by Mike Henry

Growing up, it was all about the horses for Tampa Bay Downs trainer Jon Arnett. His late father Bob Arnett was a legend of sorts in the Southwest – winning 11 consecutive training titles at Sunland Park in New Mexico – and the youngster was captivated by everything about the four-legged athletes and the racing environment.

Bob Arnett’s own father Claude was also a trainer, forging a reputation for turning around horses that had gone off form. Observing his father and grandfather on a daily basis, Jon (pronounced “Yon”) grasped the importance of leg work in getting horses to feel good and compete fiercely.


Boot Barn Trainer of the Month Jon Arnett and jockey Hector Rafael Diaz, Jr., discuss strategy before a race

Fairly basic stuff, when you think about it. But unless a trainer is willing to put in the time to gain a horse’s understanding that its health and welfare go hand-in-hand with performing on the racetrack, it’s hard to produce positive results.

Claude and Bob Arnett always made the time, and the third-generation horseman took notice.

“You want to keep your horses happy, and you have to be patient,” Jon Arnett said a while back. “If they’re not ready to compete, there is no use putting them out there.”

By the time he was 5 years old, Jon Arnett – who earned the Boot Barn Trainer of the Month Award with five victories over a recent seven-day stretch – was cleaning stalls and bandaging legs in his father’s barn. Bob Arnett also assigned him the task of sitting by the walker to make sure the horses were going around, but Jon is pretty sure that duty was intended to keep him from getting underfoot.

Without delving into the “nature vs. nurture” debate, it was clear almost from the beginning Jon Arnett would be next in the family line to operate a racing stable. Through the inevitable disappointments and the setbacks, he has stayed on course by valuing the contributions of every horse that has gone through his barn.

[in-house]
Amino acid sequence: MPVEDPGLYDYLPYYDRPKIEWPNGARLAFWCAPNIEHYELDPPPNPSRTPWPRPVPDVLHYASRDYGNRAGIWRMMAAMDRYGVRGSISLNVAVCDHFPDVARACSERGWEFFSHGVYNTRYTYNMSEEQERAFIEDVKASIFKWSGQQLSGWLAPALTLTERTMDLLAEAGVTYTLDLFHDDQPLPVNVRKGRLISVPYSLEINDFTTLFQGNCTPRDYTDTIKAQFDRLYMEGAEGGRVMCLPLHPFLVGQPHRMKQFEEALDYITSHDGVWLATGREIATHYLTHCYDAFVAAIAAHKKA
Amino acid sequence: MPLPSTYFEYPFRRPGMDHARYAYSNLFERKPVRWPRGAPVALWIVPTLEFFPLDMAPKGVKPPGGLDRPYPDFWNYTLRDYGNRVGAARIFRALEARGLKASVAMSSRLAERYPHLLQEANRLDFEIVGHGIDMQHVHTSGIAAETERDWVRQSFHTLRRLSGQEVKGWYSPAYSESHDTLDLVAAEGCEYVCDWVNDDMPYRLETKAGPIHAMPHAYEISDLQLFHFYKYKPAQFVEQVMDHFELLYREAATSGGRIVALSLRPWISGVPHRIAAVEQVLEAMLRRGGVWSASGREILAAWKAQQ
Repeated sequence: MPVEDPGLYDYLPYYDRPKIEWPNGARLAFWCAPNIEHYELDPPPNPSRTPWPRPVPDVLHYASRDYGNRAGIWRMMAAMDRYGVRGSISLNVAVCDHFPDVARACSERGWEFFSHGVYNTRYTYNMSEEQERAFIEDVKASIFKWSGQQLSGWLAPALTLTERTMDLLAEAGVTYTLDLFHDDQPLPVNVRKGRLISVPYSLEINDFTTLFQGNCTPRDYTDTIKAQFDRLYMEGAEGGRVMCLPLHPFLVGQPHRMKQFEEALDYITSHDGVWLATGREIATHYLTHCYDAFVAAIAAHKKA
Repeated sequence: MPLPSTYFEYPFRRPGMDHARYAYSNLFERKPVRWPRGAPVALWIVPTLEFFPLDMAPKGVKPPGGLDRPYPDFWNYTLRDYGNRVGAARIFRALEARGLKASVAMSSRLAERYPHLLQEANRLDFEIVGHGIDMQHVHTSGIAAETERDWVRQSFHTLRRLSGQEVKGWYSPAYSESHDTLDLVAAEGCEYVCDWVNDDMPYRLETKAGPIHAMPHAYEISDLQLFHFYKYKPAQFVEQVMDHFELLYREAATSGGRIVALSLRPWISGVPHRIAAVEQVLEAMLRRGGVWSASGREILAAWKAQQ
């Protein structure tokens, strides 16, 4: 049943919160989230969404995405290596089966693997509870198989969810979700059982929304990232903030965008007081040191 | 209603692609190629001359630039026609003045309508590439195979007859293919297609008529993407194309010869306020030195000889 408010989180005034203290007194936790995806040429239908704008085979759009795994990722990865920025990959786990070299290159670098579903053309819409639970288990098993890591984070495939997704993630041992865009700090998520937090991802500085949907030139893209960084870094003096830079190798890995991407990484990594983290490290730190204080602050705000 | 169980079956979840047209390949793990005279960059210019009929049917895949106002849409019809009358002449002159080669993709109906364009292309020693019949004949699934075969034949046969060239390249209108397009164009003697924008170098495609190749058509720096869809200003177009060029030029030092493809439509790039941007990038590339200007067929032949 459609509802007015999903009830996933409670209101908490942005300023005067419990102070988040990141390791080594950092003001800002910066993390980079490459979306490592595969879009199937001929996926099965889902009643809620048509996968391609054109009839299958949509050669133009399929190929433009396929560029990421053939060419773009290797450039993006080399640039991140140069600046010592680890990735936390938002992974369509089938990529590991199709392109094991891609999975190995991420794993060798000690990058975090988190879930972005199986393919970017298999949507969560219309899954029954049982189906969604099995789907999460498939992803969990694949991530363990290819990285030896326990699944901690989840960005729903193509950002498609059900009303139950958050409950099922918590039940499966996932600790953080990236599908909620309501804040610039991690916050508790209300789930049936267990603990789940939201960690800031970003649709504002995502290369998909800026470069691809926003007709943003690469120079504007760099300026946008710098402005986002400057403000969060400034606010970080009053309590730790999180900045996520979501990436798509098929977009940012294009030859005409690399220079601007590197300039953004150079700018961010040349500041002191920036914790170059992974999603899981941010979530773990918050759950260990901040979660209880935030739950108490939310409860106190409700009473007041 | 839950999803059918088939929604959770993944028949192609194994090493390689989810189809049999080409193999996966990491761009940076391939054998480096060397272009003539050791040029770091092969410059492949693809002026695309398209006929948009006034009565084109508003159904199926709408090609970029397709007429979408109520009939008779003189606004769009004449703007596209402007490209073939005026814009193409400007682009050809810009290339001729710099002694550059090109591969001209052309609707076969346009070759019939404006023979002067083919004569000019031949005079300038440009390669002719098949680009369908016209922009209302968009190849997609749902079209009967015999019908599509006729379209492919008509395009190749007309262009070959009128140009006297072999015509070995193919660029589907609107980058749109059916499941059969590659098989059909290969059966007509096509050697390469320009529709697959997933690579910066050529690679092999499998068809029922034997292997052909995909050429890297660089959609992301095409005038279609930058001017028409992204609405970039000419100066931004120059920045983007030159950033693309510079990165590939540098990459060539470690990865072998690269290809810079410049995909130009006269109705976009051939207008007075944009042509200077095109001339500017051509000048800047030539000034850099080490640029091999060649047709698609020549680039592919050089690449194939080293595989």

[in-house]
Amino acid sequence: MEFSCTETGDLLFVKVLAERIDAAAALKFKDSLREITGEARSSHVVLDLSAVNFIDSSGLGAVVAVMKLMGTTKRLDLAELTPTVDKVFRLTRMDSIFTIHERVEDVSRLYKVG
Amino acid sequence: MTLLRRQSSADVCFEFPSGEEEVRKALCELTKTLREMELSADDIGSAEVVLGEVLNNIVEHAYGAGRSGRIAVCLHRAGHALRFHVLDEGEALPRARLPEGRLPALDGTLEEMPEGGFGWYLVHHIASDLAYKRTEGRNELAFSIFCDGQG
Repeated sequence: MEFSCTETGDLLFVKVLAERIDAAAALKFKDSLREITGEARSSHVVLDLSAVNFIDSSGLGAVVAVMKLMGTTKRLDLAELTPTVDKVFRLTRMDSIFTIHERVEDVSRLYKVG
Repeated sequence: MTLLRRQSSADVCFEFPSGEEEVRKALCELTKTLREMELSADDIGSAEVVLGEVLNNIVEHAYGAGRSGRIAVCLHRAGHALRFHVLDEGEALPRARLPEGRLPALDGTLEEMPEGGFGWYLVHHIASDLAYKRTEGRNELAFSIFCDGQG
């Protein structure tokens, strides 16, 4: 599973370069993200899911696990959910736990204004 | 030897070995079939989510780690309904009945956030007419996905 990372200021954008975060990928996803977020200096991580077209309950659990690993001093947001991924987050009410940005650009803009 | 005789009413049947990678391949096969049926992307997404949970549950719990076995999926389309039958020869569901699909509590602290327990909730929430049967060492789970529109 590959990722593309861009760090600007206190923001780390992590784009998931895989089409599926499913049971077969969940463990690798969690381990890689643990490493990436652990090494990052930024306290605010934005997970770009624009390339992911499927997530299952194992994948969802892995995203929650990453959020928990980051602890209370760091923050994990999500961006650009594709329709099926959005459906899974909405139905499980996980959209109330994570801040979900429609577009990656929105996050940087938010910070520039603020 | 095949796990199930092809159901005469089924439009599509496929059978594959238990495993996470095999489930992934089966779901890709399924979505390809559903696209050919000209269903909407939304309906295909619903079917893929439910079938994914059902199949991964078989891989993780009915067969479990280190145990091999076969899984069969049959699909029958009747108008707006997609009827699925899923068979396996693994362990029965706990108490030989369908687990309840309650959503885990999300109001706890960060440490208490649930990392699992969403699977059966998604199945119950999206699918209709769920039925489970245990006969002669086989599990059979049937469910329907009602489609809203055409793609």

Along the way, the 61-year-old conditioner has moved ever closer to his father’s career victory total of 2,431 (he’s at 2,184 and counting). Heck of a job? Well, yeah, in a way.

“If you enjoy this, it’s the easiest life there is,” said Arnett, who feels blessed to “work” with horses. “I wouldn’t want nothin’ else. It’s unbelievable how fast the day goes by – you can show up at 4:30 or 5 in the morning, and when the races are through, you think wow, I can’t believe the day is already over, and I didn’t get half the stuff done that I wanted to.”

Arnett receives unwavering support from his wife of 42 years, Susan, who is also a trainer with 163 victories. “She is kind of my right-hand man,” he said in his plain-spoken fashion. “She is always right there with me.”

Jockey Pablo Morales, who rode Arnett’s 6-year-old Florida-bred mare Uptown Queen to victory in today’s first race, believes Arnett’s thorough preparation is a key to his ongoing success.

“He seems to be there on the pony with every single set in the mornings, paying attention to every single one of his horses,” Morales said. “I’m really happy that he appreciates me enough to let me work his horses in the morning and ride them in the afternoon.

“Mr. Jon is a very hard-working guy, and he does what is right for the horses all the time. He’s on top of the business, and he’s been nothing but nice to me. It’s a privilege to work with such a great horseman.”

With about 45 horses in his stable, Arnett delegates some of the load to his employees. “You have to depend a lot on your grooms to stay underneath the horses and work on their legs, and it takes them a little longer and they work a little harder. But it pays off for all of us,” Arnett said.

Arnett’s fast start in Oldsmar follows a summer in which he ran away with the training title at Prairie Meadows in Iowa, sending out 61 winners from 204 starters. That was his first title at Prairie Meadows; he has won a combined 16 titles at Sunland, Albuquerque and SunRay Park in New Mexico and Arapahoe Park in Colorado.

His top horse in the Hawkeye State last year was Fleetridge, a (now)-5-year-old gelding Arnett claimed for $15,000 for new owner NBS Stable from a second-place finish at Prairie Meadows on June 13. Fleetridge won two of his next three starts and finished second in the Grade III Prairie Meadows Cornhusker Handicap (at odds of 31-1) and third in the Downs At Albuquerque Handicap, and is back in training for his 2023 debut at the Oldsmar oval. The trainer’s speedy stakes-winning, 7-year-old Florida-bred gelding Oil Money, owned by Danny Stafford, is also due to return soon.